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Food Safety from Farm to Table: Taking Precautions to Avoid Salmonella

With more people cooking at home, it’s a good reminder to brush up on our food safety practices. We wanted to bring some awareness to Salmonella and safe handling from farm to plate. Salmonella infection is a common food safety concern. Did you know that about 6,000 to 12,000 cases of salmonella infection are reported in Canada each year (Canadian Meat Council)

While it is possible to come in contact with salmonella, the industry is continually conducting research to learn how frequently salmonella occurs and how to improve food safety practices so that consumers can be assured their food is safe to eat. We are sharing how food safety is important from farm to table, as well as a few key tips for how to safely handle raw poultry in your home to prevent contact with the bacteria.

What is Salmonella?

Salmonella is a naturally occurring bacteria that exists in the gut of some animals and birds, including chicken, turkey and other poultry. When people eat food contaminated with some strains of Salmonella, there is a risk of becoming ill with Salmonellosis. However, according to Chicken Farmers of Canada, not all strains of Salmonella will make you sick, and precautions are taken throughout the entire processing cycle to reduce the risk of raw poultry containing traces of the bacteria.

Food Safety from Farm to Table:

Food safety always begins on the farm. According to the Chicken Farmers of Canada, “The On-Farm Food Safety Program emphasizes animal health, cleanliness and safety throughout each step of the production cycle and follows strict biosecurity measures to protect animal health and prevent flock infections from outside sources.”

Since Salmonella bacteria is naturally occurring in the bird, it can’t be prevented in the bird itself. However, live birds can spread the bacteria to their surroundings, so it’s important to take additional measures to keep the environment clean. Maintaining cleanliness of the birds’ environment and implementing biosecurity measures is an industry priority to keep the external spread of the bacteria at bay, both on the farm and during transportation to the processing plants.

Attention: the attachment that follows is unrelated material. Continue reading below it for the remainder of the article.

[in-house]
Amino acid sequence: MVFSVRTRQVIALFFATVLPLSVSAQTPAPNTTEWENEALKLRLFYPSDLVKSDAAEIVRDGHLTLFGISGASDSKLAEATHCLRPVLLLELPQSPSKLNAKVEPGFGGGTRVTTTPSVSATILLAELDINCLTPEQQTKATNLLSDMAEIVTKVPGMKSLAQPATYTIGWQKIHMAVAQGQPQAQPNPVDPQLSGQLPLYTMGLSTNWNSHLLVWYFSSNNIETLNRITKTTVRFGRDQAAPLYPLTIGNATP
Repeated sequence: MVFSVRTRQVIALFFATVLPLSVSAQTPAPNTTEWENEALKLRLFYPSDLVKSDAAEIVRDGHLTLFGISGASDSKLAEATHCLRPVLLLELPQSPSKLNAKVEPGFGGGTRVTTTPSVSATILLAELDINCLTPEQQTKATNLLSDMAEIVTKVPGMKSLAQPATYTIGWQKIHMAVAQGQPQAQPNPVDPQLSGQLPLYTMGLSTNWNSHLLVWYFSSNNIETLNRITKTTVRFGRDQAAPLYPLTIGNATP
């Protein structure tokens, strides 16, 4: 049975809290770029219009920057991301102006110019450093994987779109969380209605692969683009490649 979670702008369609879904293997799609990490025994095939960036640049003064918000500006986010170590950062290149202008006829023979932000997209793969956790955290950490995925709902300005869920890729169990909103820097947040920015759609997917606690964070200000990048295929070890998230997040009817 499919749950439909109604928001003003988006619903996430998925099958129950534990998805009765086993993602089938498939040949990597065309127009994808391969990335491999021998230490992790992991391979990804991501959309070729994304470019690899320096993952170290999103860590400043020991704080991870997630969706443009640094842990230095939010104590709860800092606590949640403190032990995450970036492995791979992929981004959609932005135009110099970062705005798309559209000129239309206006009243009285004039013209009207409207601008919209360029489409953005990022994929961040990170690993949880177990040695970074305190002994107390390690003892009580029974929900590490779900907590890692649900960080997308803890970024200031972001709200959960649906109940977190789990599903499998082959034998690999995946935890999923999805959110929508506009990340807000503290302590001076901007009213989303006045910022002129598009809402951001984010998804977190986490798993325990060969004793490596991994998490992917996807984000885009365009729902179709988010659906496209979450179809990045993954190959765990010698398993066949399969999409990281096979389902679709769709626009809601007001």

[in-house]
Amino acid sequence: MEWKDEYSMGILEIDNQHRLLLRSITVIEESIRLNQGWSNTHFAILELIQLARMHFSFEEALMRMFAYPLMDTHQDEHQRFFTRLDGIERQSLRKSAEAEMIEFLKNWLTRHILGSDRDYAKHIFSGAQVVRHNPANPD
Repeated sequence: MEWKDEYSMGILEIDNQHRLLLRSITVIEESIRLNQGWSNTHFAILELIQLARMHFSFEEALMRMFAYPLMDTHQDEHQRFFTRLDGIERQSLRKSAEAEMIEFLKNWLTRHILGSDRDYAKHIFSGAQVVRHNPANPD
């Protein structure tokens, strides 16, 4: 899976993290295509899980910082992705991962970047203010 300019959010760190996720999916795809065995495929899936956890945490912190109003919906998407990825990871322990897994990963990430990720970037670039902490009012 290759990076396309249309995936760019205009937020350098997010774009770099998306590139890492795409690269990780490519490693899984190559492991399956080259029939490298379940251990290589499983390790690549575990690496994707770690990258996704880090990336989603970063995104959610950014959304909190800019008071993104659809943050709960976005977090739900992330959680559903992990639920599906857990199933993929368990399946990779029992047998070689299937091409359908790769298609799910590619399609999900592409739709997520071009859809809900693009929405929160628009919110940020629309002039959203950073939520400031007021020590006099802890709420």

Additionally, poultry processing plants take careful precautions to prevent salmonella contamination of the raw chicken meat. The bacteria naturally exist in the gut of the poultry, so the gut is fully removed during processing. Of course, even with precautions in place, it is never 100% effective, and there is a possibility that small residues of the bacteria can contaminate the poultry meat. Fortunately, any small traces of salmonella that may have transferred to the raw meat are killed once the meat is cooked thoroughly.

Best Practices for Safely Handling Chicken at Home

With the safety measures and precautions taken throughout the processing cycle, there’s a lower risk of the raw poultry meat being contaminated with Salmonella. However, since there is always a possibility of the raw poultry containing traces of bacteria, the most important way to avoid salmonella infection comes down to proper food handling, preparation and cooking.

Here are a few tips for safe handling practices at home:

- Don’t wash the poultry. Contrary to popular belief, when you buy a chicken from the grocery store, you don’t need to wash it. In fact, it’s recommended not to, since the raw chicken could contain bacteria, and washing the chicken increases the chances that the bacteria could be spread to other surfaces.

- When you’re done preparing the chicken, wash your hands and any knives, boards or work surfaces that touched the chicken thoroughly with hot soapy water.

- Plastic cutting boards are much easier to sanitize than wooden ones.

- Do not use chicken or turkey if it appears grey, feels slimy or has a sour smell - Cook the poultry thoroughly to 170 degrees Fahrenheit for white meat and 180 degrees Fahrenheit for dark meat. An instant-read, digital food thermometer that measures internal temperature is the best way to determine if chicken has been cooked all the way through.

- Refrigerate chicken and use within 3-5 days after cooking it.

The views expressed in this document are those of Taste Alberta and do not

necessarily reflect the provincial and federal governments.

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